I recently spent time in Germany-mostly Berlin, with a couple of days in Munich–where I visited Jewish museums, the Topography of Terror, Holocaust memorials, artists commemorations of the Holocaust (including the Places of Remembrance and stolpersteins), and read lots of books and commentaries (including here, here, here and here).
Trying to comprehend and process my thoughts and emotions about the dichotomy of Germany’s history and the present day was challenging and hard to reconcile, especially against the backdrop of Berlin: a modern, colorful, vibrant, fun, flourishing, art-filled city with a sizable immigrant community from around the globe and a small Jewish community. There are now four yeshivot and 13 synagogues in Berlin, I heard Hebrew spoken on the street a few times, and had dinner with several Israeli artists living in Berlin. Continue reading
The month of Elul is an acronym for the phrase “Ani l’dodi v l’dodi li” from Song of Songs (I am my beloved and my beloved is mine). It is about the relationship between ourselves and God. Rabbi Yoel Glick writes that the process of teshuva (return) is “about repairing our shattered vessel. It is about returning to the sense of inner balance and clarity that will make us fitting pipelines to channel the Divine emanation.. . . radically transforms our consciousness. To do teshuvah is to see light instead of darkness – to view the world through God’s transcendent eyes.”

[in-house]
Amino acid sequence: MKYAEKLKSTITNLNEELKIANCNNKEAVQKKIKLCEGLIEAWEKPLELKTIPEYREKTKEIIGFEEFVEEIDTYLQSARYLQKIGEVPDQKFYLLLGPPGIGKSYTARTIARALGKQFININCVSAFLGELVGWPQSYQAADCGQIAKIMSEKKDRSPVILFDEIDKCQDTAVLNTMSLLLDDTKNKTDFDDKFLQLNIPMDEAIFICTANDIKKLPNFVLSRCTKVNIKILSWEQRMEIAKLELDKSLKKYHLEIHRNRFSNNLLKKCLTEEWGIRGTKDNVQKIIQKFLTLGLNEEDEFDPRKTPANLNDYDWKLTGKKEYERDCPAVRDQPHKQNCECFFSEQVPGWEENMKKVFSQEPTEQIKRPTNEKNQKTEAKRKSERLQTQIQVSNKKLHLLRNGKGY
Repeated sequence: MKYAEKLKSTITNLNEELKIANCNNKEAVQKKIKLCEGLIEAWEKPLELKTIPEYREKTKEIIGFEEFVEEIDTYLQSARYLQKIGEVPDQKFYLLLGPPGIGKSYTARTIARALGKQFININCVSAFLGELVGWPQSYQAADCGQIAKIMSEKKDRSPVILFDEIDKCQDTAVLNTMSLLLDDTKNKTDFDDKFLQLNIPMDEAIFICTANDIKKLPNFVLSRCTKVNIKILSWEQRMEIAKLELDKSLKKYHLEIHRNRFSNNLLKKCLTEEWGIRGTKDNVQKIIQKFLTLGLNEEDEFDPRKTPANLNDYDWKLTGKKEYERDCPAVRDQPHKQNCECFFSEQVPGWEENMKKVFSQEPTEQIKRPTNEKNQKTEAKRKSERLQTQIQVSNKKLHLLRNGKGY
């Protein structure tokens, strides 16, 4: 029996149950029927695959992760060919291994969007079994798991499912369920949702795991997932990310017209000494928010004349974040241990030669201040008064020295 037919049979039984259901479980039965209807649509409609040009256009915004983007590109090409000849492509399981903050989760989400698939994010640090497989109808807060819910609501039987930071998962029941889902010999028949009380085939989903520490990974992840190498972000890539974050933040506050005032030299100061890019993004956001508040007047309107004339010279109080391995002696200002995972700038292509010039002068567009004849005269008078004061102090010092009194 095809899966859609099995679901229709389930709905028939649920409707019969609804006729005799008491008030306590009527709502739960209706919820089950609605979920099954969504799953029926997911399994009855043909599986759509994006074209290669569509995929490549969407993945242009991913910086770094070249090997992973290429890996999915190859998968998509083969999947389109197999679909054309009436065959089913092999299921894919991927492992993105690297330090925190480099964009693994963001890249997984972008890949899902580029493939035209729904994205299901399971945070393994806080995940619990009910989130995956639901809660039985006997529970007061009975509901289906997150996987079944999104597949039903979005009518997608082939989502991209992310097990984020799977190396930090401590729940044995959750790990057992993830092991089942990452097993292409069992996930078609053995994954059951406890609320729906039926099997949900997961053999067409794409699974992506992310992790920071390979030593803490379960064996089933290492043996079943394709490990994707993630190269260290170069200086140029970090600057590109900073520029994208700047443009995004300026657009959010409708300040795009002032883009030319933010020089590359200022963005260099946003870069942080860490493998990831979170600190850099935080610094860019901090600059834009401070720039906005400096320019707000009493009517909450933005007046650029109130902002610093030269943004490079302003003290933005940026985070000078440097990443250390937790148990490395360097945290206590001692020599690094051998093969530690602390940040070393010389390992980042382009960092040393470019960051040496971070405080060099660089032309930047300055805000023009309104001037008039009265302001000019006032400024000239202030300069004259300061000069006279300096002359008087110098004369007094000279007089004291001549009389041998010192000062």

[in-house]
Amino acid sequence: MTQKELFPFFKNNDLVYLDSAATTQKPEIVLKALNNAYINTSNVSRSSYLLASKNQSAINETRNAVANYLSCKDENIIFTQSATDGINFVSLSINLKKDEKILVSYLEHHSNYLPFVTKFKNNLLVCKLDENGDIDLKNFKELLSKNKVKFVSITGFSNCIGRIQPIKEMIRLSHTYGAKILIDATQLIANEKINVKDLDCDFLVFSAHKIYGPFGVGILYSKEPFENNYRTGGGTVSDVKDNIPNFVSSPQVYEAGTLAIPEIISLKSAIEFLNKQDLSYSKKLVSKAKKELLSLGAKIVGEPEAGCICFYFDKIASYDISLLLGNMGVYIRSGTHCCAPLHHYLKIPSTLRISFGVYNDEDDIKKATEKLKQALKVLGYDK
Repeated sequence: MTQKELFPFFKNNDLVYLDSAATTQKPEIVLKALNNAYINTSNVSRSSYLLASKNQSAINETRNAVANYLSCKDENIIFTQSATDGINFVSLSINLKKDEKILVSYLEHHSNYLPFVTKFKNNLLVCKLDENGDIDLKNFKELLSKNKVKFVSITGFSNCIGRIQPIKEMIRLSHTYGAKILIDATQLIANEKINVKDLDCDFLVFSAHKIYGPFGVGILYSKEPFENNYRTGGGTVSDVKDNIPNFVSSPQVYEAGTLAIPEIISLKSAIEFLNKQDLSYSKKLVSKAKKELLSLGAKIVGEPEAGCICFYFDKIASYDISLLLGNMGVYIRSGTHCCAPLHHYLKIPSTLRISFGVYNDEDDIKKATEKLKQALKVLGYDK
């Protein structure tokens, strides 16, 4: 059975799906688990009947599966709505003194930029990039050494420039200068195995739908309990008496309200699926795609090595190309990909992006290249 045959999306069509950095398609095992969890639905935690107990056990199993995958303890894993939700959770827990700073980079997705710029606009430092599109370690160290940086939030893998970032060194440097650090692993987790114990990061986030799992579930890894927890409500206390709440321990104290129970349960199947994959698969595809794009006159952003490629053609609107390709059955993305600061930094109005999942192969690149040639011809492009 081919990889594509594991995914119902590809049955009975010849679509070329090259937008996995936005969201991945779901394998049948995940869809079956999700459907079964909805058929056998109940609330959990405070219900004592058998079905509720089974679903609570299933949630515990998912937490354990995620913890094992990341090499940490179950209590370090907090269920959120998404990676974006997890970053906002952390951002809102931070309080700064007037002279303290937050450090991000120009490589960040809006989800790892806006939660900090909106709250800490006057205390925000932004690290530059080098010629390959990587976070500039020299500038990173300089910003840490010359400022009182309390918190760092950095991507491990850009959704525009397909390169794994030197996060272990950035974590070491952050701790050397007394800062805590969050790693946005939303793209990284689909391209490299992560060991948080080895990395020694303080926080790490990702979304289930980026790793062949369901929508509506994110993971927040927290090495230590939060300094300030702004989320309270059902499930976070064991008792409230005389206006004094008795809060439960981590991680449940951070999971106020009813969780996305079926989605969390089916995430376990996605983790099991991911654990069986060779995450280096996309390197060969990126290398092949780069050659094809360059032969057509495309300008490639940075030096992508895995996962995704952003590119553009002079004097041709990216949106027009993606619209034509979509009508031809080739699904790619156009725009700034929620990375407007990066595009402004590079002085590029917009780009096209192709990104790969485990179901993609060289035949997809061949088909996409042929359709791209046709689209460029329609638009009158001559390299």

We begin the month of Sivan during which we celebrate Shavuot, when the Israelites received the Torah at Mount Sinai. If you’re not a coffee drinker or dairy eater, like me, Shavuot can be challenging. In celebrating the holiday, people’s all night Torah study is generally fueled by cheesecake, blintzes, ice cream and lasagna. There are many explanations as to why we eat dairy foods on Shavuot. One is that the Torah is like milk and “just as milk has the ability to fully sustain the body of a human being (i.e. a nursing baby), so too the Torah provides all the “spiritual nourishment” necessary for the human soul.”
However, eating dairy foods on Shavuot is a custom, not a law. But, there are lots of delicious ways to enjoy Shavuot without eating dairy.One way is with the the vegan blueberry ice cream recipe that I created for the holiday.
Nisan is the first month of the Jewish calendar, a celebration of the beginning of Spring (Chodesh Ha-aviv) and Pesach. Unlike Rosh Hashana, which is a new year for the creation of the world, Nisan established the nation of Israelites. G-d instructed Moses, “This month shall be for you the head of months, the first of the months of the year.” (Exodus 12-2).
One is instructed to say a blessing during Nisan for blossoming fruit trees. With the celebration of Spring in Nisan, one can visit a park or other natural setting to let one’s senses enjoy the colors, scents, sounds and beauty of this time of year. On my little balcony, I’m immersed in an array of flowers, pots overflowing with herbs and a cacophony of birds chirping (of course there is also the regular sounds of drivers honking their car horns). My neighborhood is alight with bougainvellia in vivid oranges and pinks, cascading over tree tops, walls and bushes.